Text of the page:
Read my full post on the Kinkaku-ji temple or the Golden Pavilion.

 Kinkaku-ji, Kyoto, Japan. Image©www.thingstodot.com.

Kinkaku-ji, Kyoto, Japan. Image©www.thingstodot.com.

7. Ryoan-ji

Ryoan-ji is a Zen temple located in the northwest part of Kyoto, Japan. Originally a country house, it was converted into a Zen training temple in 1450. It is a UNESCO World Heritage Site. The temple comprises of the main temple, the Kyoyochi Pond, the Rock Garden, the tea-room Zoroku and a unique wash-basin of stone 'Tsukubai'. The main building of the temple is called 'Kuri'. 

Read my full post on Ryoan-ji Zen temple.

 Ryoan-ji, Kyoto, Japan. Image©www.thingstodot.com.

Ryoan-ji, Kyoto, Japan. Image©www.thingstodot.com.

8. Honke Owariya Restaurant 

Honke Owariya is the best soba restaurant in Kyoto. It has four shops and the original shop cum restaurant is located near the Old Imperial Palace. The original shop is a wooden building and has the historical machiya appearance, a traditional style of architecture unique to Kyoto. The restaurant offers both table seating and tatami banquet rooms. There is also a tea room (tatami room).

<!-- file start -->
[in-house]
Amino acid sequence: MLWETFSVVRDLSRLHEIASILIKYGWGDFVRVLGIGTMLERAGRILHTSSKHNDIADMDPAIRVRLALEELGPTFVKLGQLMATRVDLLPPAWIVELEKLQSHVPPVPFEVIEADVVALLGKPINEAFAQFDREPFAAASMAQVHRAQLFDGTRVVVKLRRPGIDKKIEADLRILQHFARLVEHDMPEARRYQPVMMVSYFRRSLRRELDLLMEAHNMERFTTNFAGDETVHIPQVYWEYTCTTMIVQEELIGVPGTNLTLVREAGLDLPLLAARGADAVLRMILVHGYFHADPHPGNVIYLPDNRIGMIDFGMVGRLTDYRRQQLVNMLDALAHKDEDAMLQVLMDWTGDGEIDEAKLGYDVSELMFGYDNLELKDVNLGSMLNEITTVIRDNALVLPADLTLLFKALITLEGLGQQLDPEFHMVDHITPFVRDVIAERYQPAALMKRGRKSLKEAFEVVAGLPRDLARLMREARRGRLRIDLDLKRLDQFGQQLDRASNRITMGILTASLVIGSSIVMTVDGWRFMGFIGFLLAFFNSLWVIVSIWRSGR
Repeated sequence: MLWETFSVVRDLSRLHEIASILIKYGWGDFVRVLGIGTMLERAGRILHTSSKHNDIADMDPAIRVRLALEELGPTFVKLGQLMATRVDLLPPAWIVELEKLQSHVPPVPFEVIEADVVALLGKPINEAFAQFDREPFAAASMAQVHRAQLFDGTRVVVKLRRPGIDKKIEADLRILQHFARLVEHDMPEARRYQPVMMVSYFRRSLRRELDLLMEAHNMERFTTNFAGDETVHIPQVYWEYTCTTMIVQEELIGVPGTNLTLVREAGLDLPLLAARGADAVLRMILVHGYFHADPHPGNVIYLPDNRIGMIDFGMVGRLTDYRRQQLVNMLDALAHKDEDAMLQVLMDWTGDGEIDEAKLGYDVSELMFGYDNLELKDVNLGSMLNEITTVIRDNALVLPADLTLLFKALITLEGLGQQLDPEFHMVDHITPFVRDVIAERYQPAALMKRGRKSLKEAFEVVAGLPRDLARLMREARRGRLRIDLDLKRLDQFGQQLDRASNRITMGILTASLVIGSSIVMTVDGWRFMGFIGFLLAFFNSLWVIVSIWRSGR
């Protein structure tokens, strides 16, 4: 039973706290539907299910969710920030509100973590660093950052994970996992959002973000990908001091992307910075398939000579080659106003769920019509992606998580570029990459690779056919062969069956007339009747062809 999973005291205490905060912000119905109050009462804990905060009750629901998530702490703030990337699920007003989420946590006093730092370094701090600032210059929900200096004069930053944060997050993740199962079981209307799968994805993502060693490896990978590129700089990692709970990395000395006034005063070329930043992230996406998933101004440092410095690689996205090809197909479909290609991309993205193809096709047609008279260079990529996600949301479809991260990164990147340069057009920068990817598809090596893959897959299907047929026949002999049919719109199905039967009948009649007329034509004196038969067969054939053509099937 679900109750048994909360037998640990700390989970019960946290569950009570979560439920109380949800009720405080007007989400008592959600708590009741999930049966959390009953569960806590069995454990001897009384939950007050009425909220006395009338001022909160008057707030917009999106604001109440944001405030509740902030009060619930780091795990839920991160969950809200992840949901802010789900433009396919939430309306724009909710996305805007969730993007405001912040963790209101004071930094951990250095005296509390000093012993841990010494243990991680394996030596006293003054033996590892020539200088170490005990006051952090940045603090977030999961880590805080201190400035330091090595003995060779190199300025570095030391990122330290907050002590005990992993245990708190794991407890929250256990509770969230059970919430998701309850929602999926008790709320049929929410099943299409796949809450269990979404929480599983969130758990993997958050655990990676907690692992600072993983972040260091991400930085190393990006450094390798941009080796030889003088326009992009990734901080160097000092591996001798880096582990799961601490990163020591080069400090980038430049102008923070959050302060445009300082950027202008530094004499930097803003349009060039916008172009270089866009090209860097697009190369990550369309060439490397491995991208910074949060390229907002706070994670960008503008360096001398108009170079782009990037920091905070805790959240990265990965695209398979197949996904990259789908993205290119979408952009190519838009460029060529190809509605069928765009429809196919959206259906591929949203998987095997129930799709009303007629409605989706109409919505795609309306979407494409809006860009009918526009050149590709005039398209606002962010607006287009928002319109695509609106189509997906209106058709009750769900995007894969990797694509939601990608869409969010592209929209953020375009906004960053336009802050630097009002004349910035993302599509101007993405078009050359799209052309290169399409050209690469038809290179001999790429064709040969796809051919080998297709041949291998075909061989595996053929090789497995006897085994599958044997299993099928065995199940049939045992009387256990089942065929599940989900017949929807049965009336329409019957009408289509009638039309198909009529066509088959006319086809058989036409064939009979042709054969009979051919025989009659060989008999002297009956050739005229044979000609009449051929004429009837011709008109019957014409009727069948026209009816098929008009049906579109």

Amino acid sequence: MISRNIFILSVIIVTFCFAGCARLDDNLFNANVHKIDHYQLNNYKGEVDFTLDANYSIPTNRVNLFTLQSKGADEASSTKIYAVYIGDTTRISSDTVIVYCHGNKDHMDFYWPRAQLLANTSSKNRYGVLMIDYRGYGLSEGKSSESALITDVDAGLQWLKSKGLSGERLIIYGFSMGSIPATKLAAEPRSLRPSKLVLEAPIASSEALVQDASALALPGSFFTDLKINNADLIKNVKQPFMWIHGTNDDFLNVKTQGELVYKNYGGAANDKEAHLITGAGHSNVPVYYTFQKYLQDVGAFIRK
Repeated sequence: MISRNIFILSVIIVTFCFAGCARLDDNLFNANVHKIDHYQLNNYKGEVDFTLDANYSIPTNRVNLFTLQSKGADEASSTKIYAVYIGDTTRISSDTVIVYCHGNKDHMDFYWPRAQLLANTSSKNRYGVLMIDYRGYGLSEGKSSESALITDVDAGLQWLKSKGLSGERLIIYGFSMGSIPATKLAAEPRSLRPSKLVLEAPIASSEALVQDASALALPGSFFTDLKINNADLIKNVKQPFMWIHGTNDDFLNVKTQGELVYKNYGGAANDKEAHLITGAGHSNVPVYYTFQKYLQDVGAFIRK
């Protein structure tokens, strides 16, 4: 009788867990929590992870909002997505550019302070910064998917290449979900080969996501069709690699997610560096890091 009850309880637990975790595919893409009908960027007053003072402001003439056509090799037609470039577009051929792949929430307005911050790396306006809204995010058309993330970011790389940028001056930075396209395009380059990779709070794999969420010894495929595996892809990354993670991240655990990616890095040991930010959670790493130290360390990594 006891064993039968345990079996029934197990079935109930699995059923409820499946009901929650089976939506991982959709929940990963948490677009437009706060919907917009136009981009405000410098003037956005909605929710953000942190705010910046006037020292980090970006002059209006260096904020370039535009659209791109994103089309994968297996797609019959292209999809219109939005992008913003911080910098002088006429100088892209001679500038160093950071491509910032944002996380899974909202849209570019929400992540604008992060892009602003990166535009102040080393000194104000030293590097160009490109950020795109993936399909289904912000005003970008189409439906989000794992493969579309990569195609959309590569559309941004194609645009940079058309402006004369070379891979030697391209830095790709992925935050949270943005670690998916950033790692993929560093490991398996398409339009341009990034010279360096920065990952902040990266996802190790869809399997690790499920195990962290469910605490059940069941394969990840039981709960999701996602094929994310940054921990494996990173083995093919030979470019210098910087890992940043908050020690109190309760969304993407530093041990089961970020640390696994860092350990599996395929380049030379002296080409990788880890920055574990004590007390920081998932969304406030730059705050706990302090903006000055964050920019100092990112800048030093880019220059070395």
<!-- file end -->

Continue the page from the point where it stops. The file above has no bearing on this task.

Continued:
Read my full post on the Honke Owariya restaurant. 

 Honke Owariya, Soba restaurant, Kyoto, Japan. Image©www.thingstodot.com.

Honke Owariya, Soba restaurant, Kyoto, Japan. Image©www.thingstodot.com.

9. Gion, the geisha district of Kyoto

Gion is the most famous geisha district of Kyoto. It is filled with shops, restaurants and teahouses (ochaya), where the geishas entertain. It is located near Shijo Avenue between Yasaka Shrine in the east and the Kamo River in the west. One of the major attractions for tourists visiting here is to catch a glimpse of a geisha on her way to or from an engagement at an ochaya in the evenings or while running chores during the day. 

Read my full post on Gion. 

 Gion, back alleys, Kyoto, Japan. Image©www.thingstodot.com.

Gion, back alleys, Kyoto, Japan. Image©www.thingstodot.com.

10. Shirakawa Dori